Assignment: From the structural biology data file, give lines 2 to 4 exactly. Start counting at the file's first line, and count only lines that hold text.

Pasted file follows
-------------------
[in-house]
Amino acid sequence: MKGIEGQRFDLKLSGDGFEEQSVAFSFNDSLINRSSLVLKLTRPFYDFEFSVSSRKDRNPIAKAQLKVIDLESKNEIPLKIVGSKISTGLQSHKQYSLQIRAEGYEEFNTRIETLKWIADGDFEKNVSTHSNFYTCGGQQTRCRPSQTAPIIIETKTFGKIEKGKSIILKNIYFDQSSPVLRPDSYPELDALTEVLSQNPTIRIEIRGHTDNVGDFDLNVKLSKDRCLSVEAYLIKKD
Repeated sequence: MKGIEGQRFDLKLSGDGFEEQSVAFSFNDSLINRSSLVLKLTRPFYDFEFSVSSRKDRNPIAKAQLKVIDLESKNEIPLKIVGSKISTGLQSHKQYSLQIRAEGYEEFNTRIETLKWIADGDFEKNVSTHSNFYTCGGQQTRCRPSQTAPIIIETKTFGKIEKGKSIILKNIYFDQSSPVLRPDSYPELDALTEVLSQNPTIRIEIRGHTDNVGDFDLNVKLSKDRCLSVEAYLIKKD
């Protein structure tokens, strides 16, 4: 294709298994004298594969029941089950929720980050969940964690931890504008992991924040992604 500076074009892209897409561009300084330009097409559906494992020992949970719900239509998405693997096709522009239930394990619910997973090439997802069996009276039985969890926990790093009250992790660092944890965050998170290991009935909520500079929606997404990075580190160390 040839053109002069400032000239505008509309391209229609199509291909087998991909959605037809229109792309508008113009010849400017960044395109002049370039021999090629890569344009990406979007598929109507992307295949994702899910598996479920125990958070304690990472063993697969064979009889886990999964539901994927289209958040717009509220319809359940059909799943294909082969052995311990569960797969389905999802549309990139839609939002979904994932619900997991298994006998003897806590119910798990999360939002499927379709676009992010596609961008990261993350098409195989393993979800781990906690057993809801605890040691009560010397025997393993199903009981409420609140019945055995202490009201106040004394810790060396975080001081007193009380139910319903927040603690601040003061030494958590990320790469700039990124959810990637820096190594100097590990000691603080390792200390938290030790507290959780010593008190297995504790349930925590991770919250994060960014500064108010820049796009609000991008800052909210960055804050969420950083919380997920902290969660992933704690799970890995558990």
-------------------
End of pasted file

Amino acid sequence: MKGIEGQRFDLKLSGDGFEEQSVAFSFNDSLINRSSLVLKLTRPFYDFEFSVSSRKDRNPIAKAQLKVIDLESKNEIPLKIVGSKISTGLQSHKQYSLQIRAEGYEEFNTRIETLKWIADGDFEKNVSTHSNFYTCGGQQTRCRPSQTAPIIIETKTFGKIEKGKSIILKNIYFDQSSPVLRPDSYPELDALTEVLSQNPTIRIEIRGHTDNVGDFDLNVKLSKDRCLSVEAYLIKKD
Repeated sequence: MKGIEGQRFDLKLSGDGFEEQSVAFSFNDSLINRSSLVLKLTRPFYDFEFSVSSRKDRNPIAKAQLKVIDLESKNEIPLKIVGSKISTGLQSHKQYSLQIRAEGYEEFNTRIETLKWIADGDFEKNVSTHSNFYTCGGQQTRCRPSQTAPIIIETKTFGKIEKGKSIILKNIYFDQSSPVLRPDSYPELDALTEVLSQNPTIRIEIRGHTDNVGDFDLNVKLSKDRCLSVEAYLIKKD
């Protein structure tokens, strides 16, 4: 294709298994004298594969029941089950929720980050969940964690931890504008992991924040992604 500076074009892209897409561009300084330009097409559906494992020992949970719900239509998405693997096709522009239930394990619910997973090439997802069996009276039985969890926990790093009250992790660092944890965050998170290991009935909520500079929606997404990075580190160390 040839053109002069400032000239505008509309391209229609199509291909087998991909959605037809229109792309508008113009010849400017960044395109002049370039021999090629890569344009990406979007598929109507992307295949994702899910598996479920125990958070304690990472063993697969064979009889886990999964539901994927289209958040717009509220319809359940059909799943294909082969052995311990569960797969389905999802549309990139839609939002979904994932619900997991298994006998003897806590119910798990999360939002499927379709676009992010596609961008990261993350098409195989393993979800781990906690057993809801605890040691009560010397025997393993199903009981409420609140019945055995202490009201106040004394810790060396975080001081007193009380139910319903927040603690601040003061030494958590990320790469700039990124959810990637820096190594100097590990000691603080390792200390938290030790507290959780010593008190297995504790349930925590991770919250994060960014500064108010820049796009609000991008800052909210960055804050969420950083919380997920902290969660992933704690799970890995558990």